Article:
Unfortunately, the typical Fiat 500L seemed to break down rather often. Fiat isn’t exactly known for designing vehicles of the most exacting Toyota-like quality, and the Italian brand basically kneecapped the 500L by farming its assembly out to Fiat Serbia. This joint partnership between FCA and the Serbian government was resurrected from the remains of Zastava, the villains who gave us the Yugo, or at least they did until the plant was “accidentally” bombed by NATO. (I’ve long suspected that particular salvo was flown by former Yugo owners.) The Yugo was actually a Fiat design, so making Italian cars even worse is something of a long-time Serbian tradition.
But when the 500L worked, it was quite wonderful, and even some of my intrepid colleagues have admitted that on a scale ranging from solid gold to stinky dog turd, the 500L at least leaned somewhat toward the precious-metal side. “Driving it is just fine,” enthused technical director Frank Markus in a 2017 review, and while I wasn’t there as a witness, I have it on good authority that he was smiling when he typed that.
I suppose the right thing now would be to buy a 500L of my own, preferably one with a manual transmission, but I shall not. One can only endure so much punishment, and I think the ridicule of my colleagues over my regard for the Fiat 500L is burden enough. Still, I’ve enjoyed admiring the 500L from afar, and I will genuinely miss it.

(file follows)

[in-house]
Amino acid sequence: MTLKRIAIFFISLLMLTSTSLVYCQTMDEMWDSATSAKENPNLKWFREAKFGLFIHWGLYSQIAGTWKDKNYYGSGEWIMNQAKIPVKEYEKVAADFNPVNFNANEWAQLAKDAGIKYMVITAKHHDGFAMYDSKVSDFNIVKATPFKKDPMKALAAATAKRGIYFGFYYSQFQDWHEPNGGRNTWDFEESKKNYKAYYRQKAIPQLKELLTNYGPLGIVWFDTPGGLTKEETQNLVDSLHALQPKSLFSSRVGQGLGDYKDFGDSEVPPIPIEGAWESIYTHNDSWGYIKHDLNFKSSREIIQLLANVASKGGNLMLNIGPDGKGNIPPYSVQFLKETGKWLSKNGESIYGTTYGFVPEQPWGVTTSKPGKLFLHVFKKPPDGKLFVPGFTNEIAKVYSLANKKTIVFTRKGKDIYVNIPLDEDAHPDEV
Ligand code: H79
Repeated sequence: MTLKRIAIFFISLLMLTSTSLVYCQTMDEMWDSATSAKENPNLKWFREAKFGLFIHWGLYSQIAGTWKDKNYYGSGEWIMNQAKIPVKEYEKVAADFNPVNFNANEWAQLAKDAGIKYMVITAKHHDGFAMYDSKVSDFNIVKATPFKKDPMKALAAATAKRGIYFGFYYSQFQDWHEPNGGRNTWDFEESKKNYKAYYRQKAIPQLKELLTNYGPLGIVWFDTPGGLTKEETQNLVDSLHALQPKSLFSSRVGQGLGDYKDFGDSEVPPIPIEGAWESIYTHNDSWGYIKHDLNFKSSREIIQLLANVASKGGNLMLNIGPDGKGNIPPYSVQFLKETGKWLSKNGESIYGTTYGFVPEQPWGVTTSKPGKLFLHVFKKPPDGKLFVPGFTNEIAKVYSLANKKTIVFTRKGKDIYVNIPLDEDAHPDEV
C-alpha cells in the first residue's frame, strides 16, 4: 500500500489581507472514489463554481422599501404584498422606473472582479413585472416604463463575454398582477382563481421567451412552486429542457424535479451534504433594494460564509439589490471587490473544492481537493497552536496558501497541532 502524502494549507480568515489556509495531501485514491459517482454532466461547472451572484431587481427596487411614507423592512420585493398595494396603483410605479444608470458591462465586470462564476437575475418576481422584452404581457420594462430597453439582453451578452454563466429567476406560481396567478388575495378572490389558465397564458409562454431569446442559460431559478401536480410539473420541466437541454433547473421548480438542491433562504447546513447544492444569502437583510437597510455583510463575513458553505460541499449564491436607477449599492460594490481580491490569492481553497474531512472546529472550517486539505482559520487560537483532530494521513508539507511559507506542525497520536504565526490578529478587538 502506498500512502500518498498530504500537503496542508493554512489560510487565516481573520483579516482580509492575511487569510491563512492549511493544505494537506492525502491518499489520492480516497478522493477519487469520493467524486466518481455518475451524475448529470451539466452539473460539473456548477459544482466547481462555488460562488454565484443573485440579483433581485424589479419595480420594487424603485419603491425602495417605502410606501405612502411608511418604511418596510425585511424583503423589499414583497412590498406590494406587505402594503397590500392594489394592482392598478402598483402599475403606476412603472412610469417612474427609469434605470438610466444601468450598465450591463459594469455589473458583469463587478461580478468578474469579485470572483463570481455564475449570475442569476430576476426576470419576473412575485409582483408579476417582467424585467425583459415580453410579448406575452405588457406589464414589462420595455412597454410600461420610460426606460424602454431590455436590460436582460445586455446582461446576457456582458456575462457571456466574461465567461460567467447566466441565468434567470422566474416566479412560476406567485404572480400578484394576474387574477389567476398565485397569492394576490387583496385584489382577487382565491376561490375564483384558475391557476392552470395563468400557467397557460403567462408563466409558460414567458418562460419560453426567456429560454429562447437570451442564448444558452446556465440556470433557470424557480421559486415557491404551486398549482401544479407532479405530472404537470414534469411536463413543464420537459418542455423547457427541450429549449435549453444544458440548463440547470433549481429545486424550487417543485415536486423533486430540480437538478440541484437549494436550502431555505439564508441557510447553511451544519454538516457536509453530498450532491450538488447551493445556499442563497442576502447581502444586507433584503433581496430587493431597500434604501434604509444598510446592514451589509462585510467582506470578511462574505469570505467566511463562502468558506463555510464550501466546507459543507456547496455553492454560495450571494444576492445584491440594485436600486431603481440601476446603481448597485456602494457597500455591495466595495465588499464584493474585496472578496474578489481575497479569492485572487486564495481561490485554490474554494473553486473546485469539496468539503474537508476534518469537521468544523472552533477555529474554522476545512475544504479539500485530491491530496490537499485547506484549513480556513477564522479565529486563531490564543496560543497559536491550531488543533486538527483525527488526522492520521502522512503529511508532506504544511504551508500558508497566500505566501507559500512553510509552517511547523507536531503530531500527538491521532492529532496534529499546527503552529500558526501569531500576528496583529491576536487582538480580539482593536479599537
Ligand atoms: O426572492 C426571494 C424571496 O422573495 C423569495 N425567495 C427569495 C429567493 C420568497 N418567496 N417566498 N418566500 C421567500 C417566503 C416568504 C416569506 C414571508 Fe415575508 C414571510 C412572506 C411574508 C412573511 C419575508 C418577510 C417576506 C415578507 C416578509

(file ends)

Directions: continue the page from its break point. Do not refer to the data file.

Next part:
Fiat 124 Spider: Fiata Failure
I’m also going to miss the Fiat 124 Spider. Perhaps I won’t be quite as lonely in my lament when it comes to this lovely little roadster. We’re all familiar with this re-motored Mazda MX-5 Miata, and while I can’t genuinely say that Fiat made a better Miata, the brand certainly made a different Miata.
The styling wasn’t as cohesive as the Mazda’s nor was the handling noticeably better. Actually, if anything, the 124 Spider’s handling was very slightly worse. But as I noted in a review for our sister publication, Automobile, the 124 Spider Abarth’s turbo-laggy 1.4-liter engine certainly added a great deal of interest to the Mazda-sourced roadster, its exhaust popping and farting like my dearly-departed uncle Ben after a particularly good meal.
It’s not difficult to see why both models are being discontinued. Monthly sales of the Fiat 500L have been in the double digits (as in less than 100, and often less than 75) for quite some time now. The 124 Spider’s story is only slightly less sad, with Fiat dealers barely moving more than 500 of the little roadsters per month since its introduction for the 2017 model year. To put that in perspective, Honda typically sells 20,000 to 35,000 Civics per month. The opposite of love is not hate but indifference and Americans are indifferent to these two Fiat models.
This leaves Fiat with just one model, the 500X crossover, which is not as dire a situation as it may seem. Four-fifths of Fiat dealers sell Chrysler, Dodge, and Jeep products, as well. Of the remaining Fiat dealers, most also sell Alfa Romeos. As for plans to bring more Fiat models to the United States… well, there are none for now. FCA, however, sells a new 500 across the pond and it’s possible the little city car will eventually find its way to our shores. One can only hope. My colleagues may disagree, but I think life is more interesting when there are unusual Fiats to spice it up.